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Holy cow, why do you write about sports so often?

April 9, 2012

In discussing this blog with readers, in many cases, they make the observation that there’s a lot of sport-related content. It’s not about sports, typically, but it uses sports as a jumping-off point for the point of the day. For instance, in the writing exercise about excitement, I used the 1975 World Series, and in the previous post about excitement, I show Brooks Robinson in the 1966 World Series.

Considering that many of this blog’s readers aren’t necessarily sports fans, and wouldn’t know Brooks Robinson from Garth Brooks, why the emphasis on sports?

  • Even if you don’t play it, and don’t follow, sports is a common touch stone for most people. You don’t have to know who Carlton Fisk is to understand the tension in important, tightly fought sports contents, from Little League to World Championships. It helps create a common baseline for understanding for most–but not all-readers. That’s my job as the writer of this blog.
  • I know sports. It could be that opera or ballet offers as much tension and excitement as sports. But I don’t know that. I don’t watch opera, ballet, or even most musicals. (I once disappointed my wife by referring to Damn Yankees as stupid because if I were pitching and guys started dancing around like that and singing, I’d bean them. Marriage is something you get better at over time.) But I’ve seen Carlton Fisk’s home run and reaction dozens of time. I remember Vin Scully’s call of the last strike of the 1986 World Series (a simple “Got him!” followed by a couple minutes of letting the pictures tell the story) with out looking it up.
  • Sports offers pre-packaged conflict. Team A (or participant A) against Team B (or participant B). Only one can win. They are evenly matched and perform well in trying to attain victory. Just add words and the story can tell itself. Because a lot of the work is done for you, that can make for lazy writing, or it can free the writer to create art that endures forever.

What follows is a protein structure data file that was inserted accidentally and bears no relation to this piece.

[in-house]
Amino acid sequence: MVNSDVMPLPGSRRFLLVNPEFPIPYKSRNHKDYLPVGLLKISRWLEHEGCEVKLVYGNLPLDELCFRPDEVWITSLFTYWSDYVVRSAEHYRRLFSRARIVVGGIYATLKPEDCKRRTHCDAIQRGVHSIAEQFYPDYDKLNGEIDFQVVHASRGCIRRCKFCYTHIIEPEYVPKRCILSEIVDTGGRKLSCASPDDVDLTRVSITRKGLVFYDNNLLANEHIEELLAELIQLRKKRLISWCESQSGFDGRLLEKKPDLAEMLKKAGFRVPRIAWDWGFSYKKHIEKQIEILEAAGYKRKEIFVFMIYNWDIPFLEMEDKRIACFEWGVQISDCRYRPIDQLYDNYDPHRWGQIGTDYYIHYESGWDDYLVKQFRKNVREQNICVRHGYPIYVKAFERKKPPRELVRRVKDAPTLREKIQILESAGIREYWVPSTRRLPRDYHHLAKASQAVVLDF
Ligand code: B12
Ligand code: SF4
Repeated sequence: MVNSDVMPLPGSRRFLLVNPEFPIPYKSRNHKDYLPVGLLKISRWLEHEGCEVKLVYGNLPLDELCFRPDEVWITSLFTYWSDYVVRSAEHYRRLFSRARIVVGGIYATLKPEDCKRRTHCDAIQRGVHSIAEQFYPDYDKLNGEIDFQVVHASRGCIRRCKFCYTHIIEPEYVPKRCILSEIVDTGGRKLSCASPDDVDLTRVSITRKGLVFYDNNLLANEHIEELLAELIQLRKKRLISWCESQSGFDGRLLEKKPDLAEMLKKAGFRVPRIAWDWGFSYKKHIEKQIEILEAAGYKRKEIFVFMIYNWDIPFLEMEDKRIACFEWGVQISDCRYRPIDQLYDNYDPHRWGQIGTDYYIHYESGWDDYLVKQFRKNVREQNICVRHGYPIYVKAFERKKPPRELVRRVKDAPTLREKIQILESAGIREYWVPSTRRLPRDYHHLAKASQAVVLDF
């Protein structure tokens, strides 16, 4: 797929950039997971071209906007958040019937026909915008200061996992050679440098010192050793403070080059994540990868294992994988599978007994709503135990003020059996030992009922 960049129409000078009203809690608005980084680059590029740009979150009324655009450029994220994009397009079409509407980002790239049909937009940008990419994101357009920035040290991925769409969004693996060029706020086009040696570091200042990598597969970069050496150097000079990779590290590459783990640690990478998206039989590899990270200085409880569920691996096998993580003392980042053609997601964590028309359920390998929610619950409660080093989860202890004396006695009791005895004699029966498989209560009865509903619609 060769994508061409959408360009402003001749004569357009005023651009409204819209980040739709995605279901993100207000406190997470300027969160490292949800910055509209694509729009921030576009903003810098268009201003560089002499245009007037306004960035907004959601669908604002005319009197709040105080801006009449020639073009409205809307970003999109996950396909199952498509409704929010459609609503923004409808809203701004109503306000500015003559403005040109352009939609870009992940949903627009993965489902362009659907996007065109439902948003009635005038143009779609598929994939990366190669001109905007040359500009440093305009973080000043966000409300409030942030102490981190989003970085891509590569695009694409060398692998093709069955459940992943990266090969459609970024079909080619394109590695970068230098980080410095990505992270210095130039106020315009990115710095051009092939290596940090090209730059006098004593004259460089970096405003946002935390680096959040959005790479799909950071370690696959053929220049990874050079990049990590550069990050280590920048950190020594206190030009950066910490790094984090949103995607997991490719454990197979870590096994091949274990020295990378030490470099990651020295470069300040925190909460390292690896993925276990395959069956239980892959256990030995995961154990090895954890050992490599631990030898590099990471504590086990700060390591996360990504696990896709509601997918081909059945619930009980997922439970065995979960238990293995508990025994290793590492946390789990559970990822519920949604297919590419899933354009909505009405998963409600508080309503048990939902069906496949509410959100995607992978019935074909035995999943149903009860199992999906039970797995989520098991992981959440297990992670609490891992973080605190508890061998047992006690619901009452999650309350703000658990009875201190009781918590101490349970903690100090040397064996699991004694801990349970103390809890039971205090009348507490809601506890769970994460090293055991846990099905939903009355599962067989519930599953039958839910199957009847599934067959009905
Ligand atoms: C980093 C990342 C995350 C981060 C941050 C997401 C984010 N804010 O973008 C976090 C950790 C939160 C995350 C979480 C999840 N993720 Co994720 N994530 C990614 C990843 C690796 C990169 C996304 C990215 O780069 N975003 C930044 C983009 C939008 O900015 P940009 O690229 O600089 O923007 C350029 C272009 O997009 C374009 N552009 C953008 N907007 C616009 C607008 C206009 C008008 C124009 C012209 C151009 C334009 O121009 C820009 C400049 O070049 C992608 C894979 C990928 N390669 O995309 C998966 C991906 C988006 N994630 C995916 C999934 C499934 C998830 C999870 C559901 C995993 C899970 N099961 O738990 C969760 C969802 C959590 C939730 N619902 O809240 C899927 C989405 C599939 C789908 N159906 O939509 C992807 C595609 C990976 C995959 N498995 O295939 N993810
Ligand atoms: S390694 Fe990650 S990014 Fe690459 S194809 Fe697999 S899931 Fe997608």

Culture that’s increasingly fragmented and can select what it consumes. Common touch points, such as sports experiences, family experiences, and other similar themes, become more valuable for reaching across the fragmentation. That’s why common plot devices–the ticking time bomb comes to mind–freshly presented will become more important. Whatever your background and tastes, you can understand them and feel their emotion.

One Comment
  1. April 10, 2012 8:39 am

    Chris, while sports is definitely not my thing, I’m always “touching base” with someone, or “batting a thousand” if I have a few successes, or “striking out” if I fail. When I lived in St. Louis years ago, three big name sports stars were in my Sunday school class: “Vinegar Bend Mizell” and Hal Smith, whom I understood were pitchers for the “Cards,” and Cliff Hagan, a star of the St. Louis professional basketball team. When I first met them, I went home and told my husband, who never went to church. He went with me the very next Sunday to meet them.

    Earlier, when my then-future husband was stationed at Hickam Air Force Base in Hawaii, he played on the “Hickam Flyers” baseball team. I got to meet his teammates, one of whom was Don Larsen, who went on to pitch the only perfect World Series Game in history.

    But – if someone throws a ball at me, I still duck!

    Joyce Bowden

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